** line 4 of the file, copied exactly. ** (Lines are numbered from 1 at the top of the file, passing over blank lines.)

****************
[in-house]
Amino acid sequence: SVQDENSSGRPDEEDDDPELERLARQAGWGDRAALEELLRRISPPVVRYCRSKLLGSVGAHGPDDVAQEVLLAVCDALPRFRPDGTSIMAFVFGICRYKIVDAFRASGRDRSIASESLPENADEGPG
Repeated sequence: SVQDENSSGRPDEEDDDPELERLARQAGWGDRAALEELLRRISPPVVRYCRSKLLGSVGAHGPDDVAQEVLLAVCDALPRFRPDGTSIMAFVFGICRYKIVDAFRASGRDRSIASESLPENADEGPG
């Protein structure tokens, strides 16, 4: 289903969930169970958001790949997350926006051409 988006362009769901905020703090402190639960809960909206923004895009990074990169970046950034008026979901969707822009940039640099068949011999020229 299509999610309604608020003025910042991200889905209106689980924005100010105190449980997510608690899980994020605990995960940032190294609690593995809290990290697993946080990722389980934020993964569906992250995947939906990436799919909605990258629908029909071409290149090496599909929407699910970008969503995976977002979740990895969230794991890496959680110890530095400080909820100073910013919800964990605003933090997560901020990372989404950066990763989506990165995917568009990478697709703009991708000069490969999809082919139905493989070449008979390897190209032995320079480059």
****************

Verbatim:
């Protein structure tokens, strides 16, 4: 289903969930169970958001790949997350926006051409 988006362009769901905020703090402190639960809960909206923004895009990074990169970046950034008026979901969707822009940039640099068949011999020229 299509999610309604608020003025910042991200889905209106689980924005100010105190449980997510608690899980994020605990995960940032190294609690593995809290990290697993946080990722389980934020993964569906992250995947939906990436799919909605990258629908029909071409290149090496599909929407699910970008969503995976977002979740990895969230794991890496959680110890530095400080909820100073910013919800964990605003933090997560901020990372989404950066990763989506990165995917568009990478697709703009991708000069490969999809082919139905493989070449008979390897190209032995320079480059």